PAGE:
I have vivid memories of listening to "Fifteen" while playing Zoo Tycoon. I loved Taylor, all the way up through her "Mean" days. She seemed to stand for outsider girls like me, who like to turn events and feelings into words.
Taylor Swift - Fifteen www.youtube.com
Around the Red era, something changed. I became disinclined towards pop artists in general, but particularly Taylor. I also found it difficult to relate to Taylor as she switched from confessional country to pop songs that spoke about a way of life that seemed glamorous and utterly unattainable. She'd become a cheerleader and the leader of a clique overnight, and I suppose I felt betrayed.
I celebrated as media outlets slammed her for being a white feminist figurehead and later for being apolitical. Before my job was to write thinkpieces for the Internet, I constantly wrote thinkpieces in my head that tore apart Taylor Swift. She seemed like everything I couldn't stand—shallow, a sellout, an emblem of white WASPy hyper-capitalist femininity and victimization, obsessed with relationships and herself, beloved by all. The pieces wrote themselves, really.
Then I wasn't alone. For a while, it was fashionable to hate Taylor Swift. There was the prolonged Kanye West drama, culminating in the legendary controversy concerning Kanye's song "Famous." Here's a brief rundown of what happened: the song contains the lyrics "I feel like me and Taylor might still have sex, Why? I made that b*tch famous." After Taylor denied approving the lyrics, Kanye insisted that Taylor gave her blessing and Kim Kardashian leaked a phone call revealing that Swift had, indeed, done so.
But thanks to a leaked phone call audio released on March 21, we now know that Kanye did not inform Taylor about the use of the word b*tch. In the new audio, Swift does say that she thinks the first line is funny, and adds, "I'm glad it's not mean though. It doesn't feel mean, but like, oh my God, the build-up you gave it. I thought it was gonna be like that stupid dumb bitch, like, but it's not." There's no mention of the last line. Maybe Taylor wasn't quite the snake we thought she was. (Would it matter either way? Does hyper-focusing on Taylor Swift's word choice solve anything for anyone?)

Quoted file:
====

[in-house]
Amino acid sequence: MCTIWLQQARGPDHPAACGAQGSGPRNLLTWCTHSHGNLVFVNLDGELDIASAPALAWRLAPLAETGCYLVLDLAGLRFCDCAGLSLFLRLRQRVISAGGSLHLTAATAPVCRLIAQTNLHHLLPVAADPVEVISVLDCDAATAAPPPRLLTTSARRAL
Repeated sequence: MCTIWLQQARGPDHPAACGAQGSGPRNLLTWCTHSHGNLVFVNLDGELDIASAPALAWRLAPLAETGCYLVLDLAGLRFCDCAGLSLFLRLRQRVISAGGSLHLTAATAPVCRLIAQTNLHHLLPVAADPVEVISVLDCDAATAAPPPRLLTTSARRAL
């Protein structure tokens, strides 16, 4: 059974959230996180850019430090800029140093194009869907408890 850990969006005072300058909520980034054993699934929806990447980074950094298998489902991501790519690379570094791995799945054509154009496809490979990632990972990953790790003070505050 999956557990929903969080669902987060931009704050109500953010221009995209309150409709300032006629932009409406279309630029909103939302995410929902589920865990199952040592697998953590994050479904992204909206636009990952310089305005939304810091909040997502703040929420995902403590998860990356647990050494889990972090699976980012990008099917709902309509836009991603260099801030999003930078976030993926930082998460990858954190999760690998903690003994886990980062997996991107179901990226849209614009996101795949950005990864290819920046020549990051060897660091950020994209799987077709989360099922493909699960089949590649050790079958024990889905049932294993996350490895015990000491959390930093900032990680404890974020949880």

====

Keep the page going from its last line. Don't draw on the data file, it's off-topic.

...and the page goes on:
To be fair, the initial and prolonged blowback against Swift was about a lot more than just one phone call. At least in some circles, Swift became a symbol (of sorts) of white women's compliance in systems of oppression. Her willingness to make herself into a victim while condemning Kanye, many felt, was reminiscent of white women's complicity and evocative of the old narrative wherein fragile white women accused black men of crimes. Certainly this systemic oppression still exists, but Swift became its unwitting face. Her vindication doesn't do anything to change this very real issue of white supremacy and white women's complicity and integral role in it; it simply shows that maybe Taylor Swift wasn't the biggest problem after all.
Swift's history of racial insensitivity or apathy isn't reserved for this one issue. Until she suddenly became politicized (out of public necessity), Swift had been beloved by some members of the alt-right, who called her their "Aryan Queen." She used LGBTQ+ culture when it was convenient and in order to paint herself as a savior. The list of her missteps went on. The presses salivated.
Swift, always an expert at taking the public's temperature, is well-aware of our disdain for her. She's fought it relentlessly for years, but recently she's at last seemed to have given up the ghost of her need to please, and she's come clean about the toll that need has taken. Maybe that's what I was looking for all along: an admission of imperfection. Finally, in an interview with Rolling Stone, Swift said, "I used to be like a golden retriever, just walking up to everybody, like, wagging my tail. 'Sure, yeah, of course! What do you want to know? What do you need?' Now, I guess, I have to be a little bit more like a fox."
rollingstone.com Erik Madigan Heck for Rolling Stone
Asked about all the hate she received, she said, "I wasn't sure exactly what I did that was so wrong. That was really hard for me, because I cannot stand it when people can't take criticism. So I try to self-examine, and even though that's really hard and hurts a lot sometimes, I really try to understand where people are coming from when they don't like me. And I completely get why people wouldn't like me. Because, you know, I've had my insecurities say those things — and things 1,000 times worse."